Buying your first home can be a little overwhelming. There is so much to learn, and there might be some words you’re unfamiliar with. If you feel like a kid sitting at the grown up table, don’t worry! You are not the only person who feels this way. Here’s the good news: we’re going to help you make sense of everything. We’re starting with the basics: what is a mortgage and how does it work? Keep reading to learn the basics of a mortgage: what it is, how it works and how to get approved.
So what is a Mortgage?
A mortgage is a legal contract made between an individual or business and a bank or other creditor. The bank/creditor will lend money to a mortgagee in exchange for interest to be paid back on the loan, and regular payments to be made on the principal amount. A borrower will assign the property as collateral to provide security to the lender in the event the borrower cannot pay the loan on time or not uphold the contractual obligations outlined in the agreement.
Typically, a mortgage requires a portion of the loan on a property to be paid up front. This is called a down payment and in Canada this requirement can range from a minimum of 5-20% of the principal amount (e.g. $250,000 mortgage with a 10% down payment requirement would be $25,000).
Quick tip: The larger your down payment, the higher the chance of getting your application approved.
Once this is set up the mortgagee will pay a portion of the cost and interest rate amount in monthly, bi-weekly, or other predetermined frequent payments. In Canada, a predetermined term is set over a certain number of years. This is called an amortization period. This period can be 10, 15, 20, or 25 years. This lets you know exactly how long you have to pay off the debt.
What are the most common types of mortgages available in Canada?
Open mortgages can be fully paid off or renegotiated at any time without penalties. They also only carry an amortization period of up to 5 years. Open mortgages do tend to have higher interest rates compared to other types, so they are not as popular.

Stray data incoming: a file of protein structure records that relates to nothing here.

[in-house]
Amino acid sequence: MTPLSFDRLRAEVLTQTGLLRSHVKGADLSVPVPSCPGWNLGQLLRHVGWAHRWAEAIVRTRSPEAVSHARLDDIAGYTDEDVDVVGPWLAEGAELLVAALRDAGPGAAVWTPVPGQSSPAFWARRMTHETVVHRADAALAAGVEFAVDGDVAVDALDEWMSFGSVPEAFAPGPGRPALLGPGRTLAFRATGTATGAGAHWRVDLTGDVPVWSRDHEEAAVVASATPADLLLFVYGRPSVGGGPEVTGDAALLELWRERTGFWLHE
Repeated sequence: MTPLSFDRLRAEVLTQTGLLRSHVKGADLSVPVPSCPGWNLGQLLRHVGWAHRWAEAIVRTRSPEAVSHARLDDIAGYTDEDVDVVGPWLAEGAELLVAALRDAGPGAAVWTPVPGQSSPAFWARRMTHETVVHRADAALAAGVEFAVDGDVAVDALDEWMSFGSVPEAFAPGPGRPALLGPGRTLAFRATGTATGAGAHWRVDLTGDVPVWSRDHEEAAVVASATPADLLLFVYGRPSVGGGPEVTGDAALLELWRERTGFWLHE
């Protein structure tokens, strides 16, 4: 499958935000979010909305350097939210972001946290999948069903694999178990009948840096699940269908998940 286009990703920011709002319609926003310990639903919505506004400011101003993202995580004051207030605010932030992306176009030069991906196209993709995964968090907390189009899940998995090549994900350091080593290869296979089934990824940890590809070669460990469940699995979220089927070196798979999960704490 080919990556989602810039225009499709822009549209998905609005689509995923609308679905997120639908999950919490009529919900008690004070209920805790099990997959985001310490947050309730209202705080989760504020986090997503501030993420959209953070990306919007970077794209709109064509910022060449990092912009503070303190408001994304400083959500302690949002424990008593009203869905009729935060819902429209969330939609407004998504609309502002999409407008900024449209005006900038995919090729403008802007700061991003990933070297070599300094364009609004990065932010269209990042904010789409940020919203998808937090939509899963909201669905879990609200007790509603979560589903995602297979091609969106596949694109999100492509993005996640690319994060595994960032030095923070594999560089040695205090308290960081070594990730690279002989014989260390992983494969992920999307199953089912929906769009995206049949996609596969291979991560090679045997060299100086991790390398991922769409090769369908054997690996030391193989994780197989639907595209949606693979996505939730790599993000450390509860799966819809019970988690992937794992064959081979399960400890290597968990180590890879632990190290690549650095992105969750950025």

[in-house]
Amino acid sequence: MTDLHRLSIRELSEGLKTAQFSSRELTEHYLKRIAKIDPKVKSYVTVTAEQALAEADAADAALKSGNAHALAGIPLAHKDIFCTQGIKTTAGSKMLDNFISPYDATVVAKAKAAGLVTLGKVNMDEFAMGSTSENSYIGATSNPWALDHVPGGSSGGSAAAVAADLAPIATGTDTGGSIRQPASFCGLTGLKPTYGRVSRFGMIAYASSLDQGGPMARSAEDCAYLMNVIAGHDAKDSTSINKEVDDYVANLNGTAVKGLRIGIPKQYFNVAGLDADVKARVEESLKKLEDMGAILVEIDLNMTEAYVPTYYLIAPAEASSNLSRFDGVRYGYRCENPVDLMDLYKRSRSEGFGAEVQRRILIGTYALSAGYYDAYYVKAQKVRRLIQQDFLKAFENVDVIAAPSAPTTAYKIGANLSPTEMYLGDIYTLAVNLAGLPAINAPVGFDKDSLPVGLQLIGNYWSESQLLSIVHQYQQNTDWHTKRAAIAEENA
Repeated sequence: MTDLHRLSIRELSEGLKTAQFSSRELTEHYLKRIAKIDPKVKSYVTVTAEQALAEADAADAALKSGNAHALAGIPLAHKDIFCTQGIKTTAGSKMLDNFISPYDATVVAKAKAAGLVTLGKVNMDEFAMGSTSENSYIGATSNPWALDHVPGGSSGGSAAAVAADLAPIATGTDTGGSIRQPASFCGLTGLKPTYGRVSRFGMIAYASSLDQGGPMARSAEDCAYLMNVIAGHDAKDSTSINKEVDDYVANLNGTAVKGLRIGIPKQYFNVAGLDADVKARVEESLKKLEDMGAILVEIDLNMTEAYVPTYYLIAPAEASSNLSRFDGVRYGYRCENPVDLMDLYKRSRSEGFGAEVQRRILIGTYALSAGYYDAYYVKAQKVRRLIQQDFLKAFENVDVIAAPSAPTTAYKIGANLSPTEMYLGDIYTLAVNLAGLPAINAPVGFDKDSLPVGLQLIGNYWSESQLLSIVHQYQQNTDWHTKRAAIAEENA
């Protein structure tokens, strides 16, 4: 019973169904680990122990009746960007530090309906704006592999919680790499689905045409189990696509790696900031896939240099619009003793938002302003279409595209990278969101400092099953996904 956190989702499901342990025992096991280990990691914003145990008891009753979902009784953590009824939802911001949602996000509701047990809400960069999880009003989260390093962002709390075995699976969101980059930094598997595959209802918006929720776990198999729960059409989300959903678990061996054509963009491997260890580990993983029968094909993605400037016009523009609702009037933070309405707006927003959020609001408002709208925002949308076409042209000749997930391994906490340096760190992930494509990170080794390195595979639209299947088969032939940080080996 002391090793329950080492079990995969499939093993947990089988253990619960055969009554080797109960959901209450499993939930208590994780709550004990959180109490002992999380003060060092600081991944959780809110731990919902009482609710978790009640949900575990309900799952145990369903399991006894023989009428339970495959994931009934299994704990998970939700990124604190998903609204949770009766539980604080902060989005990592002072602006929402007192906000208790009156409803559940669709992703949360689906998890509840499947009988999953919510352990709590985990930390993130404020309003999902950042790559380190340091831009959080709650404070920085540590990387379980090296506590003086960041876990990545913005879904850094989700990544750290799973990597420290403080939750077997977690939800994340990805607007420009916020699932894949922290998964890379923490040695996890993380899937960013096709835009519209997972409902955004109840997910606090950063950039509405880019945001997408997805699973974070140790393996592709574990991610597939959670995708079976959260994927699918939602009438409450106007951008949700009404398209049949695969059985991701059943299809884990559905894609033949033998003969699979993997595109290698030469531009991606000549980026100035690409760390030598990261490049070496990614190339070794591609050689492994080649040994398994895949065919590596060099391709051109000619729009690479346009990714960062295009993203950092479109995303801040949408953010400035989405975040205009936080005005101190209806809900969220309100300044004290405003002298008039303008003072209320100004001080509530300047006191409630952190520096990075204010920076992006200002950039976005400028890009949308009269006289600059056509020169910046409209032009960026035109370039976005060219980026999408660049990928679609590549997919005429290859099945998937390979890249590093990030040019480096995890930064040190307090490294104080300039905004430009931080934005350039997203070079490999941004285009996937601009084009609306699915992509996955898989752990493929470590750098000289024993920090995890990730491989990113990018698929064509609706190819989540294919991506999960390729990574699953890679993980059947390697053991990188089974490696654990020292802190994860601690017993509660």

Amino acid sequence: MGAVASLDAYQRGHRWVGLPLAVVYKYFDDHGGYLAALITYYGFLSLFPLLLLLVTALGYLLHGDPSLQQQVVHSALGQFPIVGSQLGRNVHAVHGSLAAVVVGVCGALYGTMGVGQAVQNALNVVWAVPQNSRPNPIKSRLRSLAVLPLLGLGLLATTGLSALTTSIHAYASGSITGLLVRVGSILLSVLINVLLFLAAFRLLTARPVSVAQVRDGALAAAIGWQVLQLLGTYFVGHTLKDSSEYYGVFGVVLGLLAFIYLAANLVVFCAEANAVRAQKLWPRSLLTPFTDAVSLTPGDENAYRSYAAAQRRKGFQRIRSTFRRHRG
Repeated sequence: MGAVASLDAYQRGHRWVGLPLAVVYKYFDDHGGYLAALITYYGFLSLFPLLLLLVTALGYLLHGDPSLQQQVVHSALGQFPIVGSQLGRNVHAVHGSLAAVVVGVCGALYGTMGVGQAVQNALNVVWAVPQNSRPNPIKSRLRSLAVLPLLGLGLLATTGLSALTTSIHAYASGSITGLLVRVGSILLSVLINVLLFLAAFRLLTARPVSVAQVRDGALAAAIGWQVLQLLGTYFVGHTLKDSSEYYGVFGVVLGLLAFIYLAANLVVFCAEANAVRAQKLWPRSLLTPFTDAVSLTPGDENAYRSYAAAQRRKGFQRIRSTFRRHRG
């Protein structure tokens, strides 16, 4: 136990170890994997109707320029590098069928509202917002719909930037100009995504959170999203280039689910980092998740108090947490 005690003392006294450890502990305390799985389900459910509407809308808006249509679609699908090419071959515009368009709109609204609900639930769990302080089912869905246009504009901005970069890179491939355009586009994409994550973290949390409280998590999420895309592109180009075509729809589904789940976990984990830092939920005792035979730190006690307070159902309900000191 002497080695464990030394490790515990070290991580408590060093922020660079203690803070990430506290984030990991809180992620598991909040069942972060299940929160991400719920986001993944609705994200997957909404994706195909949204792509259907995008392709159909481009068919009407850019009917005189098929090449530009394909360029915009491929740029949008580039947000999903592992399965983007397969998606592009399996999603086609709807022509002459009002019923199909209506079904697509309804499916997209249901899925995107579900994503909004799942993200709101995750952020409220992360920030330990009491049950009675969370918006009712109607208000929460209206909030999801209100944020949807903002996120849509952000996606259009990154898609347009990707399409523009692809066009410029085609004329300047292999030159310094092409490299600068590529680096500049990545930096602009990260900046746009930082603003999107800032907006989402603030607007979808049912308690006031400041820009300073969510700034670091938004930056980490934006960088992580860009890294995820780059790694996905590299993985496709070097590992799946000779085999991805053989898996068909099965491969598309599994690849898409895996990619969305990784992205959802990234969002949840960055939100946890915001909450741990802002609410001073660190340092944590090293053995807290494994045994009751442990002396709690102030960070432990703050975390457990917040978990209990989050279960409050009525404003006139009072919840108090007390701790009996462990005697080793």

An open mortgage might be a good choice for you if:
You plan to pay it off quickly
Plan to sell the property in the near future
If you receive extra money at times (i.e. work bonuses, inheritances) that can help pay down the mortgage quickly
A closed mortgage cannot be fully paid off or renegotiated before the end of the term without penalty. This type of mortgage allows you to have a fixed monthly payment, which can help with budgeting. This type of mortgage may allow for pre-payment flexibility. This allows a mortgagee to pay up to a certain percentage annually on top of their set monthly payment, which can slightly reduce the term of the loan. These types of mortgages are the most popular among your average home buyer.
A closed mortgage might be a good choice for you if:
You plan to keep the property for the duration of the amortization period
The pre-payment flexibility options fit with the flexibility of extra payments you will be putting towards the mortgage
You are not worried about penalties
Tips for first-time home buyers
Familiarize yourself with the available programs offered to first-time homeowners in Canada.
First-Time Home Buyers Tax Credit
RRSP Home Buyers Plan
Land Transfer Tax Rebate
Information on each of these is available on the
Government of Canada website. Tips to help you get approved for a mortgage
Build a Good Credit History
Qualifying for a mortgage and buying a home has one very important element: Credit history. This is a record of your behaviors toward repayment of debts. Lenders will check reports recorded through Canada’s credit rating agencies. A bad credit rating history can hinder your ability to be approved for a mortgage.